Conflict Minerals

“Violence and sexual violence are nothing new in DRC, but for the victims, these atrocities are not normal… Militia members simply show up, steal what they can and take men and women out of local communities who are then kept captive under the most horrendous conditions for months at a time.” Ana Maria Tijerino, Médecins Sans Frontières psychologist

How are we connected?

It can be hard for many of us to imagine what it’s like to live in constant fear of exploitation, violence, and forced labor, but this is the everyday reality for many people living in the Democratic Republic of the Congo (DRC).

Without knowing it, many of us have a direct link to these atrocities. Mining in the eastern DRC generates millions of dollars for the armed groups that are terrorizing and enslaving these communities. It’s these “conflict minerals” that can end up in a huge range of household products from your phone to your computer, your new gold necklace, and even your furniture.

Fortunately, attention to the issue of conflict minerals is growing—along with willingness from around the world to tackle it.

What we did

The European Union is one of the largest economies in the world, importing hundreds of millions of euros’ worth of goods every day. We collaborated with our partners, including Global Witness and Amnesty International, to call on the E.U. to take a tough stance and require that companies be held accountable for the way they source these goods. This would  ensure that they are not unintentionally supporting the modern slavery and exploitation associated with illicit mining in the DRC.

We called on our supporters to tell Members of the European Parliament (MEPs) to:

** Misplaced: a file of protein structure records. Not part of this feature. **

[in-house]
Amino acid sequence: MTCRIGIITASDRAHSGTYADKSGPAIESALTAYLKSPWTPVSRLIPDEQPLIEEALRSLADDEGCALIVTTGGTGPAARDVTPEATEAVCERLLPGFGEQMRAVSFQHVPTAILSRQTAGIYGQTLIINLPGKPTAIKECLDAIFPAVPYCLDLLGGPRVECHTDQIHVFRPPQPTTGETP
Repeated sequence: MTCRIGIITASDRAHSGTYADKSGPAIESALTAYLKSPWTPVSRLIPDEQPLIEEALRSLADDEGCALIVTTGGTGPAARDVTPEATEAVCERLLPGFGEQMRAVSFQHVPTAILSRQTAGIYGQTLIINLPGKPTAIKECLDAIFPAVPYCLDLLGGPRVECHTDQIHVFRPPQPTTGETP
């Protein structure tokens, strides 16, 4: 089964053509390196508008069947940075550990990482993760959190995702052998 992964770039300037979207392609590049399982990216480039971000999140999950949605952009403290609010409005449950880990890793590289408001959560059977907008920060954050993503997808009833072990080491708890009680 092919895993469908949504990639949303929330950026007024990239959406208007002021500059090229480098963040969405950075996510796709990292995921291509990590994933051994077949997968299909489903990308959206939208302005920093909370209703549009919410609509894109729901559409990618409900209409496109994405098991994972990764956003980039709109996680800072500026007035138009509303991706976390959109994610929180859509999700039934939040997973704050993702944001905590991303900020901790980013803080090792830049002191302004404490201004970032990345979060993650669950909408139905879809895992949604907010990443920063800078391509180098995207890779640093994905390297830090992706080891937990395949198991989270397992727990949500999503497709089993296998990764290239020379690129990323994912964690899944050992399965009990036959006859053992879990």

• Introduce legal requirements for companies to identify and eliminate conflict minerals in their supply chain.
  • Ensure these rules cover any company potentially importing conflict minerals into the E.U., whether as raw materials or as part of finished products.

On May 20, 2015, the European Parliament voted in favor of a historic new law to tackle the trade in conflict minerals. Thanks to the actions of nearly 300,000 advocates, MEPs called for legislation that would require European companies that source these metals to do so responsibly.

On November 22, 2016, this was followed by an agreement between the Parliament, the Council and Member States on a regulation aimed at stopping the financing of armed groups through the trade in conflict minerals. This encouraged European companies that source tin, tantalum, tungsten, and gold to do so responsibly. Read the field report for this campaign here.

What’s next?

We will continue to push decision-makers to address conflict minerals, but we need your help. By donating today, you will enable us to continue fighting slavery in conflict minerals. Can you help us sustain our work?

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